The public’s share of the City Springs budget is rising 3.5 percent to over $229 million, as Sandy Springs City Council on Dec. 19 approved its first – and, officials promised, only — increase for construction delays, upgrades and other items.

The decision came the same day that city officials got their first tour of the privately funded and developed residential part of the new civic center. Branded as Aston City Springs, the apartments and townhomes are luxury units that some councilmembers said might lure them to move in.

The main public structure of City Springs as seen from the apartments include the new City Hall on the upper floors and ground-floor retail spaces. (John Ruch)

The City Springs complex is a public-private partnership project — located between Johnson Ferry Road and Mount Vernon Highway at Roswell Road — that also includes a new City Hall, theater and arts spaces, and retail space. It is set to open in phases next year, with the housing in January; the park in the spring or summer; City Hall in the summer; and the Byers Theatre in September.

Budget increase

The budget for the public portion of City Springs is now $229,212,000, according to City Manager John McDonough, after the approval of $6.5 million more in construction and design costs and $1.2 million more in furnishings and fixtures.

The City Springs design and construction budget previously was set at $222,712,000. The furnishings and fixtures are a separate item within the city’s budget, and that total line item now rises from $6.5 million to $7.7 million, according to city spokesperson Sharon Kraun.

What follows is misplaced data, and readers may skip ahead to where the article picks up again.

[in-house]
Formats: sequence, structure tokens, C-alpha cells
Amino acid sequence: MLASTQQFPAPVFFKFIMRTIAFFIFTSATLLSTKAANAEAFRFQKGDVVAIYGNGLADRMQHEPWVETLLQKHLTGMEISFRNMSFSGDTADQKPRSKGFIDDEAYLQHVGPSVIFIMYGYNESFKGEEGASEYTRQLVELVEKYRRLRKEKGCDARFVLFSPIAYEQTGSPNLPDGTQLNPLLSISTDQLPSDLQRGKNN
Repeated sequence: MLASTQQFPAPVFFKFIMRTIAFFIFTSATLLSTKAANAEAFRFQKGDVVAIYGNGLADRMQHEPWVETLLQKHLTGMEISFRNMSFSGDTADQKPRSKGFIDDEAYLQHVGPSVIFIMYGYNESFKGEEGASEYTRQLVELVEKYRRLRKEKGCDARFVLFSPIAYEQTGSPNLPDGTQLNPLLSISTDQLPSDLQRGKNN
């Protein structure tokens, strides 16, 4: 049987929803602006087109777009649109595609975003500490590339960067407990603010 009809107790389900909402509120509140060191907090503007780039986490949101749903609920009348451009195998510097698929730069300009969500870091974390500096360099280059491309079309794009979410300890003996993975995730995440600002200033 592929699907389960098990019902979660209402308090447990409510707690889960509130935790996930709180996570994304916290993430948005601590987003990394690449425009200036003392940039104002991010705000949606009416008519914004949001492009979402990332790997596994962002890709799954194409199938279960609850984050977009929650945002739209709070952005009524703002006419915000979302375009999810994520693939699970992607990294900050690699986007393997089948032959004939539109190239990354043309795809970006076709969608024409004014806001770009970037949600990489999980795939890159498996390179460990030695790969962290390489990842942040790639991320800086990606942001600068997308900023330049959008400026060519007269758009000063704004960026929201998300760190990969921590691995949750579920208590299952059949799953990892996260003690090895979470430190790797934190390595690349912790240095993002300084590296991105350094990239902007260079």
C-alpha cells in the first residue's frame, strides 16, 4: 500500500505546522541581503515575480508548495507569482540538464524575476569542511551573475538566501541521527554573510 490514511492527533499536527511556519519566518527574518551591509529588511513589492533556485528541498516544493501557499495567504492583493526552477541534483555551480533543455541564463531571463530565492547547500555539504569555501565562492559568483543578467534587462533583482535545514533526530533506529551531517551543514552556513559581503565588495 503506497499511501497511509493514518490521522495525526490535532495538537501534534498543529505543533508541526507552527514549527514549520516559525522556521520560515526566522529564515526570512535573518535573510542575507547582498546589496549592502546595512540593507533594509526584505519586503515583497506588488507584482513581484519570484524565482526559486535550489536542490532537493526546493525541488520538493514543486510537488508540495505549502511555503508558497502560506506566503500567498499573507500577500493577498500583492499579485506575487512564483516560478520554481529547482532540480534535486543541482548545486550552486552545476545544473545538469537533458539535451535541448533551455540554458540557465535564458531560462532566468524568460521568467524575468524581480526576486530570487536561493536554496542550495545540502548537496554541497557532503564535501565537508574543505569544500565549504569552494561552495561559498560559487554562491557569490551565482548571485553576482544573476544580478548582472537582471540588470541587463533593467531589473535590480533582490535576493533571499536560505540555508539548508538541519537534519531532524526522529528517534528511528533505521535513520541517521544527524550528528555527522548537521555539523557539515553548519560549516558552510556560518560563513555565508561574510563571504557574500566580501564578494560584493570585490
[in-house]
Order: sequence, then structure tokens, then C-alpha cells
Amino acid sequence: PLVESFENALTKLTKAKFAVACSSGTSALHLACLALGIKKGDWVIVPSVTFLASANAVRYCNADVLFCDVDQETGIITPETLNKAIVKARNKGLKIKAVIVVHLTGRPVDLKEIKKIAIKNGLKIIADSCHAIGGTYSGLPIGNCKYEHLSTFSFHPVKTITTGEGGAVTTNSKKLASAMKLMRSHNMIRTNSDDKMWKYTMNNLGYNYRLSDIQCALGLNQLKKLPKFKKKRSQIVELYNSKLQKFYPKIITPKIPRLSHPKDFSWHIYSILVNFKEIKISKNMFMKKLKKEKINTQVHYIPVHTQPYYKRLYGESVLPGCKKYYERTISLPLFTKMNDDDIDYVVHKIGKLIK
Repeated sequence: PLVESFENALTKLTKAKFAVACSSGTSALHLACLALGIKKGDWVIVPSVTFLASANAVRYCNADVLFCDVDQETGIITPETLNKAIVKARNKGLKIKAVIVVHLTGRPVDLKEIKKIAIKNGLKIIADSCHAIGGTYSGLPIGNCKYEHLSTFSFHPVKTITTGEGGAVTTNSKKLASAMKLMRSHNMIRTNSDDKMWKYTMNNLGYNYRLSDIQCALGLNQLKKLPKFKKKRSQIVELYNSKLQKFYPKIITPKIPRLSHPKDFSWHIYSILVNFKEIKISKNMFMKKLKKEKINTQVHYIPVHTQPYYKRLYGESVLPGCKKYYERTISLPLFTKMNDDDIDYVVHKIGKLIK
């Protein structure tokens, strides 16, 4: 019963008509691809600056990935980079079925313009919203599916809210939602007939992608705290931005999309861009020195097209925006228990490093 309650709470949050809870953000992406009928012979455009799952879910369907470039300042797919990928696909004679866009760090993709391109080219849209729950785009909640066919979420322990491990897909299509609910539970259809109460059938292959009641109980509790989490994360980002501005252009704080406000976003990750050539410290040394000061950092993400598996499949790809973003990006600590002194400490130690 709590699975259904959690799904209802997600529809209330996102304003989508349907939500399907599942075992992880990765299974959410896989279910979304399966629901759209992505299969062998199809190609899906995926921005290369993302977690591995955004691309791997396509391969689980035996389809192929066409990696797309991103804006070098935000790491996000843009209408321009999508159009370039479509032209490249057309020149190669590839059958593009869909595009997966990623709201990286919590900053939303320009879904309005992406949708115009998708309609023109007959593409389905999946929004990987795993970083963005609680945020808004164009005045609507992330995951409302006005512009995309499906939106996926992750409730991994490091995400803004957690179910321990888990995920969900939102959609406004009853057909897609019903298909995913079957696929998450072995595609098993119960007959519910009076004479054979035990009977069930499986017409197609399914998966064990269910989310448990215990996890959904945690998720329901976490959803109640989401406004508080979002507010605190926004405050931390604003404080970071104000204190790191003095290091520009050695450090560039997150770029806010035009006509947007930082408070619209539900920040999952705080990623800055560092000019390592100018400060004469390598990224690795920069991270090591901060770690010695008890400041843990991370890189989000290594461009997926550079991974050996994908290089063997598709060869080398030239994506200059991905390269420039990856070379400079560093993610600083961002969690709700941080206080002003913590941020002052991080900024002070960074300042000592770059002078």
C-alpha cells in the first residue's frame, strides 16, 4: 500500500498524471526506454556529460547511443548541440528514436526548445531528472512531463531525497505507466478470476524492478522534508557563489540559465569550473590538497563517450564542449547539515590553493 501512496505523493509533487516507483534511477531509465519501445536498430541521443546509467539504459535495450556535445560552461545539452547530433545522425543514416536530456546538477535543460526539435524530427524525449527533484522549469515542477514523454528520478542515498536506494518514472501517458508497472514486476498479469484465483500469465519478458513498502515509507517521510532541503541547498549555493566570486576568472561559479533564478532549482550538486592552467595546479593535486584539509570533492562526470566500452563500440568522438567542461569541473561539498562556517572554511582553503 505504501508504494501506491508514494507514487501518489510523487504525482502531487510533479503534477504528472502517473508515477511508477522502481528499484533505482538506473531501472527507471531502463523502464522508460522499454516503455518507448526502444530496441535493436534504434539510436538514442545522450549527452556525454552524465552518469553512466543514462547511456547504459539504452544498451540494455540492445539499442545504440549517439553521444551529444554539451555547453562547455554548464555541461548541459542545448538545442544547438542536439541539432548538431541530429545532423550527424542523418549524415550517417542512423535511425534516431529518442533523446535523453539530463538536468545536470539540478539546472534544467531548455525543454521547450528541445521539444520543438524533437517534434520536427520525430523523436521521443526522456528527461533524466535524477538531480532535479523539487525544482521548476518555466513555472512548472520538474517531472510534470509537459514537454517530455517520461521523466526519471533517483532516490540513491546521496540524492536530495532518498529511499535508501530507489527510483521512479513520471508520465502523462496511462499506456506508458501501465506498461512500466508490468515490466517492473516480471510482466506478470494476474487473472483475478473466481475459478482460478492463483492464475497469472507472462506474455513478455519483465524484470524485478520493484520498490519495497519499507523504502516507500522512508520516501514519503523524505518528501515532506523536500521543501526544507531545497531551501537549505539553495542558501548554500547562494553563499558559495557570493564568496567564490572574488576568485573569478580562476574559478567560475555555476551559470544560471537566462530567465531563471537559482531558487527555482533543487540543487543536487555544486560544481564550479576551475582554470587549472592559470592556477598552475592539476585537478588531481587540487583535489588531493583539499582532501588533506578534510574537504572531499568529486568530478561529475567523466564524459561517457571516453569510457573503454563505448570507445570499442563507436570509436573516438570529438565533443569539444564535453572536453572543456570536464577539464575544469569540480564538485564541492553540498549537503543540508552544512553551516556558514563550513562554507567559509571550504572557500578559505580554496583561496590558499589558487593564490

The city had never increased the City Springs budget before, though previous internal tweaks sometimes caused a misunderstanding that it had. But this time, the budget really is increasing, and Mayor Rusty Paul spoke in grudging acceptance, saying it’s a relatively small increase on such a large and complex project.

“Staff was told we’re going to do that one time, and one time only,” Paul said of the budget increase, indicating that there had been private discussions before the council meeting.

“Well, nobody likes to raise the budget,” he added, but agreed that it added better security, technology upgrades and some unexpected issues. “And to be able to accomplish all of that with a 3.5 percent increase in the budget is astounding to me.”

Paul was the only official to use the terms “increase” and “raise.” The favored term among others was “budget adjustment,” and the increase was largely discussed in technical terms.

McDonough said that much of the construction and design increase will cover a 57-day delay caused by weather and other factors. City officials originally hoped to have City Springs open by now, but last year pushed the schedule back to 2018.

The view from an upper-floor balcony in Aston City Springs. (John Ruch)

Other items causing the budget to increase include a wide variety of necessities and aesthetic items, from fire code compliance to nicer-looking ceilings. Following new forms of terrorism and mass murder, the city has upgraded security, including vehicle-blocking bollards and security cameras.

Furniture is a big budget item, including rocking chairs for a “porch” along Johnson Ferry Road, where McDonough suggested visitors can one day “drink your coffee, read the paper, meet your neighbors.”

Other items on the fixture list include an $85,000 “water wall” and more than $127,000 for a “media wall.”

Money to cover the budget increase will come from various sources, including available general and capital funds, bond interest income, and money formerly earmarked for buying properties on Hammond Drive for a possible road-widening project, which is now covered by the new transportation-oriented sales tax.

Aston City Springs

The Aston City Springs residential section, built by developers Carter and Selig Enterprises, is on the western end of the City Springs site. Its heart is the intersection of two new roads that aren’t yet open to the public: the brand new Galambos Way and an extension of Blue Stone Road. Some units also overlook Mount Vernon Highway, Sandy Springs Circle and Johnson Ferry Road.